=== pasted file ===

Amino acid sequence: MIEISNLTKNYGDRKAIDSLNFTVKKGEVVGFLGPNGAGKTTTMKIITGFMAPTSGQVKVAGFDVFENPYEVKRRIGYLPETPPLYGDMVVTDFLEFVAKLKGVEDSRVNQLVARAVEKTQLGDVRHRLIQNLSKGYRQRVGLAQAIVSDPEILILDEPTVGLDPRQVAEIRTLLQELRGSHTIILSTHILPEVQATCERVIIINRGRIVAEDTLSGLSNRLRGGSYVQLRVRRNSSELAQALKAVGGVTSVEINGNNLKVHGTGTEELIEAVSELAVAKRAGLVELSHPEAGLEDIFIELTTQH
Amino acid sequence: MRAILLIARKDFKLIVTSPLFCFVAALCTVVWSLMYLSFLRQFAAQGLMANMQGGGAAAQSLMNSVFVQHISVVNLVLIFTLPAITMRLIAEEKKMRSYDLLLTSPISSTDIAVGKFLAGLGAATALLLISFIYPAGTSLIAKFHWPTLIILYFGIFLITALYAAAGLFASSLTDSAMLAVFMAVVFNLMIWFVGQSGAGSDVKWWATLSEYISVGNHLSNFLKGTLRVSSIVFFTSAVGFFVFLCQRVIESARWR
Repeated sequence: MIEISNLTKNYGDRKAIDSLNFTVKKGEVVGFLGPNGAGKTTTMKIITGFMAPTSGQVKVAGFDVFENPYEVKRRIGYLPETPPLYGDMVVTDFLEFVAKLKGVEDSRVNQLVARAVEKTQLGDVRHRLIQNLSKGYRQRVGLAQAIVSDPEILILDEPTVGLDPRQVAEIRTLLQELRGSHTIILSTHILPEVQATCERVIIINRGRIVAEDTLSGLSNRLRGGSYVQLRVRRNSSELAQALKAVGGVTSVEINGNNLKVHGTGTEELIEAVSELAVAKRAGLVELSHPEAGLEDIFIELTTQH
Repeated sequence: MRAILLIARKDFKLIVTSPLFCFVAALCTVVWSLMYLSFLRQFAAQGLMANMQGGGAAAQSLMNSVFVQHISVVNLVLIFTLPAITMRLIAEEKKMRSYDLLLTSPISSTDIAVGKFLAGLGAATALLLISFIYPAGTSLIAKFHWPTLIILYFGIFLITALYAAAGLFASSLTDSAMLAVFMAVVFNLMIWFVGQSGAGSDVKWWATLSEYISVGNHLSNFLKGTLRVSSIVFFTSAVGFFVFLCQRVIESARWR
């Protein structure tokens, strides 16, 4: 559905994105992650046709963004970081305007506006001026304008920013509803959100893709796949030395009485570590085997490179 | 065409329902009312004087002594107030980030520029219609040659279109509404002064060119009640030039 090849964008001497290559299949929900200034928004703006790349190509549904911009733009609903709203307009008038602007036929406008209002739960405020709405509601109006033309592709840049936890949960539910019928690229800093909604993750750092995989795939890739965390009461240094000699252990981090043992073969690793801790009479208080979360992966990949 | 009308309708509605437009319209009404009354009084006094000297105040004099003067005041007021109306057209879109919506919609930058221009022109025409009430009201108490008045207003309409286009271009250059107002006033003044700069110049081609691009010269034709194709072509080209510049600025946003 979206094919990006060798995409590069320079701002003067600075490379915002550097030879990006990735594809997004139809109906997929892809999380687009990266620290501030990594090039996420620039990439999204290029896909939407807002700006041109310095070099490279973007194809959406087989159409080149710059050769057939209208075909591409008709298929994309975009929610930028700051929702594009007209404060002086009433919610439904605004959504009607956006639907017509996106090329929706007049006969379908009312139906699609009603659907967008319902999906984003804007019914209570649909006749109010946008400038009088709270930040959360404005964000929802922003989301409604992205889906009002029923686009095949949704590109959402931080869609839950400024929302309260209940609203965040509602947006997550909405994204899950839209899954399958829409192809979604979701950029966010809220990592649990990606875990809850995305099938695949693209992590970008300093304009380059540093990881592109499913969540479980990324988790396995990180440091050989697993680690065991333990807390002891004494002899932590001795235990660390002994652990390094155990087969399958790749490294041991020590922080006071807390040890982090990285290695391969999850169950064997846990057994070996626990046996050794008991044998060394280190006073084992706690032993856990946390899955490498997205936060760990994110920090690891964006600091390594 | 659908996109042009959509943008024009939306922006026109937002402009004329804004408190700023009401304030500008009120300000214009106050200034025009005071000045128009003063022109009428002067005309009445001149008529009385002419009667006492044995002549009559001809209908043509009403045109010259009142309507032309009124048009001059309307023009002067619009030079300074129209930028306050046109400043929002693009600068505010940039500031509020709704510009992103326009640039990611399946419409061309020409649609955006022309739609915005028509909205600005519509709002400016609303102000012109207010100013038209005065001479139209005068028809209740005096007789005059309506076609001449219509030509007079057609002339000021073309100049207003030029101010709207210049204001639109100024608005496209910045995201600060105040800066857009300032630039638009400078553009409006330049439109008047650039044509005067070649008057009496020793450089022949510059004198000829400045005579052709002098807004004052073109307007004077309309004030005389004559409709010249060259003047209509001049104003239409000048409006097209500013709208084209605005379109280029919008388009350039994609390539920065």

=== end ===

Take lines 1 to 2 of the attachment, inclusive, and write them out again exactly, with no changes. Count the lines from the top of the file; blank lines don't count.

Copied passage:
Amino acid sequence: MIEISNLTKNYGDRKAIDSLNFTVKKGEVVGFLGPNGAGKTTTMKIITGFMAPTSGQVKVAGFDVFENPYEVKRRIGYLPETPPLYGDMVVTDFLEFVAKLKGVEDSRVNQLVARAVEKTQLGDVRHRLIQNLSKGYRQRVGLAQAIVSDPEILILDEPTVGLDPRQVAEIRTLLQELRGSHTIILSTHILPEVQATCERVIIINRGRIVAEDTLSGLSNRLRGGSYVQLRVRRNSSELAQALKAVGGVTSVEINGNNLKVHGTGTEELIEAVSELAVAKRAGLVELSHPEAGLEDIFIELTTQH
Amino acid sequence: MRAILLIARKDFKLIVTSPLFCFVAALCTVVWSLMYLSFLRQFAAQGLMANMQGGGAAAQSLMNSVFVQHISVVNLVLIFTLPAITMRLIAEEKKMRSYDLLLTSPISSTDIAVGKFLAGLGAATALLLISFIYPAGTSLIAKFHWPTLIILYFGIFLITALYAAAGLFASSLTDSAMLAVFMAVVFNLMIWFVGQSGAGSDVKWWATLSEYISVGNHLSNFLKGTLRVSSIVFFTSAVGFFVFLCQRVIESARWR